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Google is said to be in talks with movie studios about rental site to be offered by the end of 2010
As Apple gears up to announce its new on-demand TV service iTV, Google is said to be preparing a bombshell of its own: a pay-per-view, movie-rental service that will be available by the end of 2010.
Rumor has it that Google is in advanced talks with top movie studios over a global movie rental service that will be delivered via YouTube, which Google acquired in 2006 for $1.6 billion. The service is likely to be launched first in the United States, where movies newly released on DVD will be available for streaming at $5 a piece, which some have questioned, as such a price is significantly higher than those of competitors, like Apple’s iTunes or Amazon’s Video on Demand.
When reached for comment on the validity of the rumors, a YouTube spokesperson said via email: “We have nothing to announce at this time.”
The talks have reportedly been ongoing for several months, but have intensified in recent weeks.
“Google and YouTube are a global phenomenon with a hell of a lot of eyeballs -- more than any cable or satellite service… They’ve talked about how many people they could steer to this… It’s a huge number," according to an anonymous insider who spoke with the Financial Times about the talks.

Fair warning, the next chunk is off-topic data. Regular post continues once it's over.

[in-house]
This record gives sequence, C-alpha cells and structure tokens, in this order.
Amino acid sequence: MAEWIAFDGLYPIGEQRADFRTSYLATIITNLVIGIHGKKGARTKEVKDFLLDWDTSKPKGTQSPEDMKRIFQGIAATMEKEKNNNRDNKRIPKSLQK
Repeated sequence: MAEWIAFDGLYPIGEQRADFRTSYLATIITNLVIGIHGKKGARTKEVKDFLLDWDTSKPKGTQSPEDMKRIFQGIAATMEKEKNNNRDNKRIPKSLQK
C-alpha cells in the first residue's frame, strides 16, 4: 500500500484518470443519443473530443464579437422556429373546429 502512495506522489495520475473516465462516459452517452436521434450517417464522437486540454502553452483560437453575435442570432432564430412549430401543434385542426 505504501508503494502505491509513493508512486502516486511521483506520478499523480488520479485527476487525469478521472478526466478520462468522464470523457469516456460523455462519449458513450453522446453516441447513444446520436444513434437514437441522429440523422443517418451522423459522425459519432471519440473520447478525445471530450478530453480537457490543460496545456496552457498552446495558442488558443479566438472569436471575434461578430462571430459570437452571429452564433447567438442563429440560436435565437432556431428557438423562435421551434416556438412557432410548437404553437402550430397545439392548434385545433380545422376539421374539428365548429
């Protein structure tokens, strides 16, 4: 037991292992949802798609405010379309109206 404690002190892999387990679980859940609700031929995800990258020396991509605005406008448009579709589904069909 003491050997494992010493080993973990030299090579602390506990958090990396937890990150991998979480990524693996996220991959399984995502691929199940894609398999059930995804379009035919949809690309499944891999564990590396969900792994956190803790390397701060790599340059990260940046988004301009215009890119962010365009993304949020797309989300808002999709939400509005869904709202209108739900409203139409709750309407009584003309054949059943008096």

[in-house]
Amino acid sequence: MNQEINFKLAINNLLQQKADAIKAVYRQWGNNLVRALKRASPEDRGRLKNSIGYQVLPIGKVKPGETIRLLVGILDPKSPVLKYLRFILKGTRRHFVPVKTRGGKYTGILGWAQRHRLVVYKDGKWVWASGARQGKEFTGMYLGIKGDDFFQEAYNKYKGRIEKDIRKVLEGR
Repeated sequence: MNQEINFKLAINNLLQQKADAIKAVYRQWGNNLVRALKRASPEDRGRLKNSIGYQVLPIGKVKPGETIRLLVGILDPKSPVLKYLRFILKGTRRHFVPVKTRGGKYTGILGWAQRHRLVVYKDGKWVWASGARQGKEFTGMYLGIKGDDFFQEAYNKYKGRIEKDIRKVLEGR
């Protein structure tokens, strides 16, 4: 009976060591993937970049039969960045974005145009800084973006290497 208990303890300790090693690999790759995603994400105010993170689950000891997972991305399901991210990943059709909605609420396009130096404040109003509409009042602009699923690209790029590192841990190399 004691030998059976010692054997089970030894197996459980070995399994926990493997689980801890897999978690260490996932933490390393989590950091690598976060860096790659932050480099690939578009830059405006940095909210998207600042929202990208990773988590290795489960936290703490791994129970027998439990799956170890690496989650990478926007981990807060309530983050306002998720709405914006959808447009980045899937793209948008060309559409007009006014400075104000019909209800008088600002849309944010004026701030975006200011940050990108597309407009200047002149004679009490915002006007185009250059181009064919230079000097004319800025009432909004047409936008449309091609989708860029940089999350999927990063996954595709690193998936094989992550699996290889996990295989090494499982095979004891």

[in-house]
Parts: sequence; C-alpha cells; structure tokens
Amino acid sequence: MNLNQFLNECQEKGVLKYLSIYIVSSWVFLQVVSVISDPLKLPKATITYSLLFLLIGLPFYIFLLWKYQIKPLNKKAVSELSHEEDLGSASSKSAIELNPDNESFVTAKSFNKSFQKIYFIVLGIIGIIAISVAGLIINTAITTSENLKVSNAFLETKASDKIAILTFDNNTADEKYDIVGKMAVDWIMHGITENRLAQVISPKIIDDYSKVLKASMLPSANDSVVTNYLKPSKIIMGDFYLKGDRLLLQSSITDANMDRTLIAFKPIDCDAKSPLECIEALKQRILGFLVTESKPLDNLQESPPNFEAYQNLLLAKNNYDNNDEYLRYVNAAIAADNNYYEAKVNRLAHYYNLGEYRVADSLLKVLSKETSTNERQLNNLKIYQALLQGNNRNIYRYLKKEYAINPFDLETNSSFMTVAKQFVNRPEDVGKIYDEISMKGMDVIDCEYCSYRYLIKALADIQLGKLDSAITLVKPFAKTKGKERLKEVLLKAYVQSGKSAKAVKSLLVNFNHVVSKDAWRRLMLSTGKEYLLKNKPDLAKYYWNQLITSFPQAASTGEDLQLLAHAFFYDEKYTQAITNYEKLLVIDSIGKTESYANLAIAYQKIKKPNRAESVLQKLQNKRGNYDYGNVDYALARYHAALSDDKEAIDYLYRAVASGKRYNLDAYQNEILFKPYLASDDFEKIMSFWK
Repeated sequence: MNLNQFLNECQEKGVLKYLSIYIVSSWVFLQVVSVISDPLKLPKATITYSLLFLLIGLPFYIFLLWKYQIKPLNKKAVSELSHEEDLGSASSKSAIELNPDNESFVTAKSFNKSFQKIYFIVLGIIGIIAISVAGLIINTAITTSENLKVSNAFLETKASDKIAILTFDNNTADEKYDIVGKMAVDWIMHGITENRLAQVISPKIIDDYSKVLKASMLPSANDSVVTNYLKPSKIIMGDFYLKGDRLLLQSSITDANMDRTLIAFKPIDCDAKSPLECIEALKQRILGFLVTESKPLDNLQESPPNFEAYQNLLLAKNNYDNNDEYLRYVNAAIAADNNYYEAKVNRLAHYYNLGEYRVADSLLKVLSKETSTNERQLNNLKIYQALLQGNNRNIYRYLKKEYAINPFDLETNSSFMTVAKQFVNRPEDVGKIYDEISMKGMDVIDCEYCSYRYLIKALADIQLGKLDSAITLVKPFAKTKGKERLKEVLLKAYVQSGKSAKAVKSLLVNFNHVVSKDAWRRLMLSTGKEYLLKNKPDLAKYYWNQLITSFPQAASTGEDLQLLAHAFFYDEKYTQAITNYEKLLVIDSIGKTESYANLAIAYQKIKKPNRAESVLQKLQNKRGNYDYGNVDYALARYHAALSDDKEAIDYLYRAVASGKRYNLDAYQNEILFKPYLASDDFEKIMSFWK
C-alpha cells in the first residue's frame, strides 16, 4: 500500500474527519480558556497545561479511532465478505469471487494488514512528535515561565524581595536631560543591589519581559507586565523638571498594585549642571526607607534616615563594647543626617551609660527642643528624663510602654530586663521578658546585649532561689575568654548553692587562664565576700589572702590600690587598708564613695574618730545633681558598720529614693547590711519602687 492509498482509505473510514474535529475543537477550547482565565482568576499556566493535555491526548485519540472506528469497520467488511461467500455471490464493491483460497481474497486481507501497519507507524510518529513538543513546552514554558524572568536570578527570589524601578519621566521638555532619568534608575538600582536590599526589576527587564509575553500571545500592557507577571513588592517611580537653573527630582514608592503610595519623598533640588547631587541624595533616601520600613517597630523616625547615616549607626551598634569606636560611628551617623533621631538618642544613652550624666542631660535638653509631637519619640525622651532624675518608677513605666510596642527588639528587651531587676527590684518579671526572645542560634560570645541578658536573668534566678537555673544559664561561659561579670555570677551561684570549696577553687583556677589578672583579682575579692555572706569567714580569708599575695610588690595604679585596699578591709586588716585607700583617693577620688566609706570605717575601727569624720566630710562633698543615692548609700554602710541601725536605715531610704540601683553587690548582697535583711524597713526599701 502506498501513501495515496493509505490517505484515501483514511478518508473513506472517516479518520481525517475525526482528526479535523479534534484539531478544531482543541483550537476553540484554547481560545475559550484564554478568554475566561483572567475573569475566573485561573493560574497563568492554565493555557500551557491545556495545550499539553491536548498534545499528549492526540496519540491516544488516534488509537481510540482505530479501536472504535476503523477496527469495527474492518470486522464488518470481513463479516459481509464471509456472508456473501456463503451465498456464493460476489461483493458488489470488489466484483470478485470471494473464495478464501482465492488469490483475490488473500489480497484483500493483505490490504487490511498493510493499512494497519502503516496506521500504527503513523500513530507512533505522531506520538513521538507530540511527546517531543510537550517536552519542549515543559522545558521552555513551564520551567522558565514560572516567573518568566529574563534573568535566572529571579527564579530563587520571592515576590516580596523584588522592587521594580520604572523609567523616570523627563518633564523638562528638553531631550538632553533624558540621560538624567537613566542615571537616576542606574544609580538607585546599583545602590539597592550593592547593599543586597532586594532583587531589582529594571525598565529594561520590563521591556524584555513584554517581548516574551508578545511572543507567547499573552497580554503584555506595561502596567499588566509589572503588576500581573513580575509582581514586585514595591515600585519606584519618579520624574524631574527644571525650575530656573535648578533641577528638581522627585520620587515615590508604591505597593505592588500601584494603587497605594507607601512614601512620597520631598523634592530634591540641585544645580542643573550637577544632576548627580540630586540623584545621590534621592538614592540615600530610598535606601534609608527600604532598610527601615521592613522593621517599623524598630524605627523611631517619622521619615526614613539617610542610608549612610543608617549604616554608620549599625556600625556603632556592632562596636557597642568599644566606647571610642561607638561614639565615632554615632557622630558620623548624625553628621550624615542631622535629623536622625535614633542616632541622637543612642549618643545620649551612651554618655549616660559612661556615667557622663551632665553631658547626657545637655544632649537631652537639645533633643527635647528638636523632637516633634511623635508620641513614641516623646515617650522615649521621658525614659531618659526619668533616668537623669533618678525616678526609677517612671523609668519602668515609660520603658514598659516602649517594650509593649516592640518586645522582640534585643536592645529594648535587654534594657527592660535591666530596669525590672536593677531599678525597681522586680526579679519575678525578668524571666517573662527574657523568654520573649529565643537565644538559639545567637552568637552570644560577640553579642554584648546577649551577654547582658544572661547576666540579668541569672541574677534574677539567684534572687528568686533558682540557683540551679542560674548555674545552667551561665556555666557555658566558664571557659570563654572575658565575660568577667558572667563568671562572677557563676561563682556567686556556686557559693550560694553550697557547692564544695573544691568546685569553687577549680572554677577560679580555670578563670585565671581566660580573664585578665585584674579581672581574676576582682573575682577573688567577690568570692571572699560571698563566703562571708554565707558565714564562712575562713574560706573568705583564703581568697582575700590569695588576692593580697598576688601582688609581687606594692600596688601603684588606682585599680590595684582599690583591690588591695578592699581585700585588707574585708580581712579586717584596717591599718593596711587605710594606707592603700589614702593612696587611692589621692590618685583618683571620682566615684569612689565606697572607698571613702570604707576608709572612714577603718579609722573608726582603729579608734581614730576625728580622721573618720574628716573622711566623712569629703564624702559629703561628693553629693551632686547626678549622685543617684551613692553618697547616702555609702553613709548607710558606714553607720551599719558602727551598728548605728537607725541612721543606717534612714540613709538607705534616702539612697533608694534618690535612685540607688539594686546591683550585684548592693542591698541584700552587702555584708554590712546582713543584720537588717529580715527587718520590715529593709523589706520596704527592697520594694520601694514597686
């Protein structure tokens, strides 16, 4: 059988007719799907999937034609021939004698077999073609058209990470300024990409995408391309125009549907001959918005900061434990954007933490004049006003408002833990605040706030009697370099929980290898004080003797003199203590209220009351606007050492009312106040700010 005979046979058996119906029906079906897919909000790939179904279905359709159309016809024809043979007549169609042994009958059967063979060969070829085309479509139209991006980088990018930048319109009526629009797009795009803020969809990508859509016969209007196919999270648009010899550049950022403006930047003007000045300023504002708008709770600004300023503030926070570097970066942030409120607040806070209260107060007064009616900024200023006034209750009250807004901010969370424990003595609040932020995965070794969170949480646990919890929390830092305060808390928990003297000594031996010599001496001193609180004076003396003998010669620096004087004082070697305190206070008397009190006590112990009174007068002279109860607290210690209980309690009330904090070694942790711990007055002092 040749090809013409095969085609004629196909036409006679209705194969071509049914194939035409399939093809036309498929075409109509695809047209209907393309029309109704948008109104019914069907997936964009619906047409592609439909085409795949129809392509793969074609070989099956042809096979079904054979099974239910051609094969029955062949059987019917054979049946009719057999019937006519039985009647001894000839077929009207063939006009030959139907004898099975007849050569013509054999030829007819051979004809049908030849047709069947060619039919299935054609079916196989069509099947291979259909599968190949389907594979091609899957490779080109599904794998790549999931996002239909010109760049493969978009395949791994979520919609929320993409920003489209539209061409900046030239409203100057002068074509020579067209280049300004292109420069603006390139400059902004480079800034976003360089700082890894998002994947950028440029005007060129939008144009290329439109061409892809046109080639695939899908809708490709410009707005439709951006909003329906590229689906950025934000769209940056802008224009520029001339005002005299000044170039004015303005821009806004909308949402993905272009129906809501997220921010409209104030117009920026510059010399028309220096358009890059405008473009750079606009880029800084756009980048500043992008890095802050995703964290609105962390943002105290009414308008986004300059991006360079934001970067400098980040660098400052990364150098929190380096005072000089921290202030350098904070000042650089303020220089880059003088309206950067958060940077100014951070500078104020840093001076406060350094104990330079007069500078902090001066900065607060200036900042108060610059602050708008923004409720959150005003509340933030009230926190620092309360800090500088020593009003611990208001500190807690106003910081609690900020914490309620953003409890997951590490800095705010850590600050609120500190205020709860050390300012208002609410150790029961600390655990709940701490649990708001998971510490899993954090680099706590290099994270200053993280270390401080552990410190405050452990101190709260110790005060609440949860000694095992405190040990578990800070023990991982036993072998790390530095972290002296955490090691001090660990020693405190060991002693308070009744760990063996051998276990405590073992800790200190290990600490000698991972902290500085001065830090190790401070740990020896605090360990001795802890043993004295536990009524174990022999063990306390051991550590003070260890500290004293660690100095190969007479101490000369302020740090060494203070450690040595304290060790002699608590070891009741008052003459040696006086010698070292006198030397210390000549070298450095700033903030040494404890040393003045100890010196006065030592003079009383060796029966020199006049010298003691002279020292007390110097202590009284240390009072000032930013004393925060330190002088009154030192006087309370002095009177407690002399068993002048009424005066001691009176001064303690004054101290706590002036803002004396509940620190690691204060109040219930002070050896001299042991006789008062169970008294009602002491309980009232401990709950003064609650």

The race between technology and media companies over digital TV is on, and Google is just the latest company to jump in on the action. This Wednesday, Apple is expected to announce its amped-up version of Apple TV - iTV - which will bring online TV viewing straight into users’ living rooms via their box sets.
Dish Network also recently broke into the market for online content last week by offering streaming TV, and Netflix has been increasingly active in the acquisition of new releases for its Watch Instantly feature, which allows paid subscribers to watch available titles online. And the online video site Hulu has reportedly been considering an initial public offering at a valuation of $2 billion.
The news of Google’s efforts to offer online TV via YouTube is not really news. In January Google launched a beta pay-per-view service that offered a limited selection of independent films, as well as health and education videos. At that time, they were said to be in talks with major movie studios, but now those movie studios appear to be responsive, if not eager, to offer an online pay-per-view service for new releases through YouTube.
This turn of events ironically comes amidst a mounting legal battle between Hollywood media giant Viacom and Google over YouTube’s alleged copyright infringement. Earlier this year Viacom filed a $1 billion lawsuit against Google and its online video streaming site YouTube for offering and profiting off of Viacom-copyrighted media files, such as clips of The Daily Show and The Colbert Report. In June a U.S. District Court Judge ruled in favor of Google and YouTube, and Viacom has since filed a lawsuit to appeal the ruling.
While Google and YouTube representatives have nothing to say about the talks at the moment, the announcement will probably come soon after Apple’s September 1 announcement of iTV.
Image source: blogspot.com
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